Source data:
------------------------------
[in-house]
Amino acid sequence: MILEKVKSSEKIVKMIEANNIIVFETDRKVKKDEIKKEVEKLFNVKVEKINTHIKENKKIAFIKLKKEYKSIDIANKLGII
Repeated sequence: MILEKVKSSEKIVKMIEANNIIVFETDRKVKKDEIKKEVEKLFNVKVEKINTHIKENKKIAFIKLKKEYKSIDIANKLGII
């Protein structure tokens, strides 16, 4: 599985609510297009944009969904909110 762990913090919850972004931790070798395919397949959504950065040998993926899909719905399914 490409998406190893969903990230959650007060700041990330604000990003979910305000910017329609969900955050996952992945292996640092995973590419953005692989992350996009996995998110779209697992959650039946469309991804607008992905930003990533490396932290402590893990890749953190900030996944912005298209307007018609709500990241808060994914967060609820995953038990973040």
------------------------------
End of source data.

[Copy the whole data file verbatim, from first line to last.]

[in-house]
Amino acid sequence: MILEKVKSSEKIVKMIEANNIIVFETDRKVKKDEIKKEVEKLFNVKVEKINTHIKENKKIAFIKLKKEYKSIDIANKLGII
Repeated sequence: MILEKVKSSEKIVKMIEANNIIVFETDRKVKKDEIKKEVEKLFNVKVEKINTHIKENKKIAFIKLKKEYKSIDIANKLGII
């Protein structure tokens, strides 16, 4: 599985609510297009944009969904909110 762990913090919850972004931790070798395919397949959504950065040998993926899909719905399914 490409998406190893969903990230959650007060700041990330604000990003979910305000910017329609969900955050996952992945292996640092995973590419953005692989992350996009996995998110779209697992959650039946469309991804607008992905930003990533490396932290402590893990890749953190900030996944912005298209307007018609709500990241808060994914967060609820995953038990973040």